Medicare Payment System is Unsustainable 

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Medicare trustees acknowledged that patients will face limited access to Medicare-participating physicians because of the long-term growing financial instability of the Medicare physician payment system. Image for illustration purposes
Medicare trustees acknowledged that patients will face limited access to Medicare-participating physicians because of the long-term growing financial instability of the Medicare physician payment system. Image for illustration purposes

Mega Doctor News

Statement attributable to:
Gerald E. Harmon, M.D.
President, American Medical Association 

“Medicare trustees acknowledged that patients will face limited access to Medicare-participating physicians because of the long-term growing financial instability of the Medicare physician payment system. The AMA welcomes this recognition and urges Congress to work with physician stakeholders to put the payment system on a sustainable path.  

“The AMA and our partners in organized medicine have developed a set of principles to guide advocacy efforts on Medicare physician payment reform. This represents the first stage in our work to develop substantial changes to the payment system to improve the financial viability of physician practices and ease its administrative burdens.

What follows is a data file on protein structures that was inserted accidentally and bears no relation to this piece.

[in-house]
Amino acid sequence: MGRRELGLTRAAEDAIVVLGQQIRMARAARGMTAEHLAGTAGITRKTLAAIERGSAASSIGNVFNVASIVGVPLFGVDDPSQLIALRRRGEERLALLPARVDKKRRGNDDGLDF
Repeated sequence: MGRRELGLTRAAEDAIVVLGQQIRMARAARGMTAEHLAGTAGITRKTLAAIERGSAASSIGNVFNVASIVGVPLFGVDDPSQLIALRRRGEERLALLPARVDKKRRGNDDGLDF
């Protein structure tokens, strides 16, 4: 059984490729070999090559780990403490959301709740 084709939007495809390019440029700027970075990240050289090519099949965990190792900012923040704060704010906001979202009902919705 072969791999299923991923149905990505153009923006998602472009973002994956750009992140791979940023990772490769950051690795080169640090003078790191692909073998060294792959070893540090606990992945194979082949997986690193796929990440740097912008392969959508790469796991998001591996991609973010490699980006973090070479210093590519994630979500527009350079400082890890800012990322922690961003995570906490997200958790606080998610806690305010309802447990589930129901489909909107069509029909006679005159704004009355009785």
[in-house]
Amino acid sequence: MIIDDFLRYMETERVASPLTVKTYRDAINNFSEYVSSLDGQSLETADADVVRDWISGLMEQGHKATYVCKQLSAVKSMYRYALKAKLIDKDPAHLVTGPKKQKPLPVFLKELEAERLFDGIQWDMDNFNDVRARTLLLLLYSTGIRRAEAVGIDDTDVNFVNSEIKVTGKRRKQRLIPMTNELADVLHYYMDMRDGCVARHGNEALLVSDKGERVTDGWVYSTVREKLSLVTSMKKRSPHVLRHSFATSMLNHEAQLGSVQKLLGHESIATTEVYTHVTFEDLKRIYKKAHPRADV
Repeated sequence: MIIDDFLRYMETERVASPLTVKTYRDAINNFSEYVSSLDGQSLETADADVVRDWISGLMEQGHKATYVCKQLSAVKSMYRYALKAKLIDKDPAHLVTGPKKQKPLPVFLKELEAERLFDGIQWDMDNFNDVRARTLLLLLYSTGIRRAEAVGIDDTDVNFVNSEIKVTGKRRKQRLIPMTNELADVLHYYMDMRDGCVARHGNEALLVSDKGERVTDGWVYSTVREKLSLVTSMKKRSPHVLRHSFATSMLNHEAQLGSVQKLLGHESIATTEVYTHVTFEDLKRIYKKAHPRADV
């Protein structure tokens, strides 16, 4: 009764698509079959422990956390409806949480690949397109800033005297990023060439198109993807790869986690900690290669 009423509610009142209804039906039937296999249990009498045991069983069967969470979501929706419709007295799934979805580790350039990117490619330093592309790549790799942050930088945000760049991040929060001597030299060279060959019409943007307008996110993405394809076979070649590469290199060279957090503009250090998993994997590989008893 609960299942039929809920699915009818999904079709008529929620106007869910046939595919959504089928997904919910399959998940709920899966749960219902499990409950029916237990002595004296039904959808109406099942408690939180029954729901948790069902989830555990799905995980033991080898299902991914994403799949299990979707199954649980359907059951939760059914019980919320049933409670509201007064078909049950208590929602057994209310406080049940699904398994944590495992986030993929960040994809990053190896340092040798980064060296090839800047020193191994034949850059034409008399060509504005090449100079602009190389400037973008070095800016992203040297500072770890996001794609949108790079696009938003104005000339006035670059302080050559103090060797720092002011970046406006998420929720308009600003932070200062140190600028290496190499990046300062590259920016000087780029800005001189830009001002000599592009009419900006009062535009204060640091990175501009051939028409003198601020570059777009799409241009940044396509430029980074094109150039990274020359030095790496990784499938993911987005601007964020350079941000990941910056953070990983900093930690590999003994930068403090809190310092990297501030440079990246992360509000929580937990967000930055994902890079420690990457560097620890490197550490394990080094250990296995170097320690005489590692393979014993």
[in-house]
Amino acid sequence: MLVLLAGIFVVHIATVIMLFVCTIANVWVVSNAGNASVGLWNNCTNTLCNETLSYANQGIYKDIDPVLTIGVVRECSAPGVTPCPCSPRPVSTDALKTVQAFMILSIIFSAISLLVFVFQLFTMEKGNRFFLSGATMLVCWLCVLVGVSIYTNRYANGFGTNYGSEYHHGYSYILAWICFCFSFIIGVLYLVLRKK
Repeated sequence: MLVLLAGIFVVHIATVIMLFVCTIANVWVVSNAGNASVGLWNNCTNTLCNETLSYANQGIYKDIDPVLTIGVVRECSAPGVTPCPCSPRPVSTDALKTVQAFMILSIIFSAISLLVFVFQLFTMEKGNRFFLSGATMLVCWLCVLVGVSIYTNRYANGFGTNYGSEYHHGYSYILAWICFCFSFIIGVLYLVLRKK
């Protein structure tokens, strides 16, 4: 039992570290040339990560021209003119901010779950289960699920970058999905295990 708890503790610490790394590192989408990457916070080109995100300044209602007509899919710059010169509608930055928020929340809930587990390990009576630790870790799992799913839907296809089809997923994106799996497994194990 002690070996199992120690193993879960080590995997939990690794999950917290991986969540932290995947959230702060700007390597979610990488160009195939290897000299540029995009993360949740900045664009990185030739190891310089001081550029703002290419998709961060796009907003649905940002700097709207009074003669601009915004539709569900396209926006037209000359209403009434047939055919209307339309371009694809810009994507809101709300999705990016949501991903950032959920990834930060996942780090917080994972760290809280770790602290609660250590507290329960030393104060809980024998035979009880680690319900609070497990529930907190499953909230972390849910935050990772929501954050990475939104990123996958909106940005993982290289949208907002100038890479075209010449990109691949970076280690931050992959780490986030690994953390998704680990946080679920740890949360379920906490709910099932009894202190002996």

“Fiscal uncertainty is the only sure thing given the pandemic, statutory payment cuts, growing practice costs and administrative burdens. This report is a wake-up call. We should not hit the snooze button.” 

Below is from the Trustee’s report (Pg. 190):   

“While the physician payment system put in place by MACRA avoided the significant short-range physician payment issues resulting from the SGR system approach, it nevertheless raises important long-range concerns that will almost certainly need to be addressed by future legislation. In particular, additional updates totaling $500 million per year and 5-percent annual bonuses are scheduled to expire in 2025, resulting in a payment reduction for most physicians. In addition, the law specifies the physician payment updates for all years in the future, and these updates do not vary based on underlying economic conditions, nor are they expected to keep pace with the average rate of physician cost increases. The specified rate updates could be an issue in years when levels of inflation are high and would be problematic when the cumulative gap between the price updates and physician costs becomes large. The Trustees previously estimated that physician payment rates under current law will be lower than they would have been under the SGR formula by 2048 and will be about 30 percent lower by the end of the projection period. Absent a change in the delivery system or level of update by subsequent legislation, the Trustees expect access to Medicare-participating physicians to become a significant issue in the long term.” 

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